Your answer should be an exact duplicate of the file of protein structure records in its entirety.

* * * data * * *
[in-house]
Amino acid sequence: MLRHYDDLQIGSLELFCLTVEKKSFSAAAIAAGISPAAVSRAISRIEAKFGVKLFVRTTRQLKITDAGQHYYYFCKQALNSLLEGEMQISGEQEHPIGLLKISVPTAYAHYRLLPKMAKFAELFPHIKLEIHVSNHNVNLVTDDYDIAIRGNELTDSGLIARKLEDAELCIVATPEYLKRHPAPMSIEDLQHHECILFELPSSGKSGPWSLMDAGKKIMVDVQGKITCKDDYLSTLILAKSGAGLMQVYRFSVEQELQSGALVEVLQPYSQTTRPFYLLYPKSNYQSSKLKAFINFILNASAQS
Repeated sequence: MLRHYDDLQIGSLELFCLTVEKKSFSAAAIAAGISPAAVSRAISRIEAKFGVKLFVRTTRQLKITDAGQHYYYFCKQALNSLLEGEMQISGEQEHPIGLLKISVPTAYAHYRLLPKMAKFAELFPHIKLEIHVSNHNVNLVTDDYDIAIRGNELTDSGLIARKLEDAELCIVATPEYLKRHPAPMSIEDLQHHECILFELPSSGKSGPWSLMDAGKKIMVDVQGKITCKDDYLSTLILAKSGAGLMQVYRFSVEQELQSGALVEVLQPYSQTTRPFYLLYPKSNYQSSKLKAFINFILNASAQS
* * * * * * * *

[in-house]
Amino acid sequence: MLRHYDDLQIGSLELFCLTVEKKSFSAAAIAAGISPAAVSRAISRIEAKFGVKLFVRTTRQLKITDAGQHYYYFCKQALNSLLEGEMQISGEQEHPIGLLKISVPTAYAHYRLLPKMAKFAELFPHIKLEIHVSNHNVNLVTDDYDIAIRGNELTDSGLIARKLEDAELCIVATPEYLKRHPAPMSIEDLQHHECILFELPSSGKSGPWSLMDAGKKIMVDVQGKITCKDDYLSTLILAKSGAGLMQVYRFSVEQELQSGALVEVLQPYSQTTRPFYLLYPKSNYQSSKLKAFINFILNASAQS
Repeated sequence: MLRHYDDLQIGSLELFCLTVEKKSFSAAAIAAGISPAAVSRAISRIEAKFGVKLFVRTTRQLKITDAGQHYYYFCKQALNSLLEGEMQISGEQEHPIGLLKISVPTAYAHYRLLPKMAKFAELFPHIKLEIHVSNHNVNLVTDDYDIAIRGNELTDSGLIARKLEDAELCIVATPEYLKRHPAPMSIEDLQHHECILFELPSSGKSGPWSLMDAGKKIMVDVQGKITCKDDYLSTLILAKSGAGLMQVYRFSVEQELQSGALVEVLQPYSQTTRPFYLLYPKSNYQSSKLKAFINFILNASAQS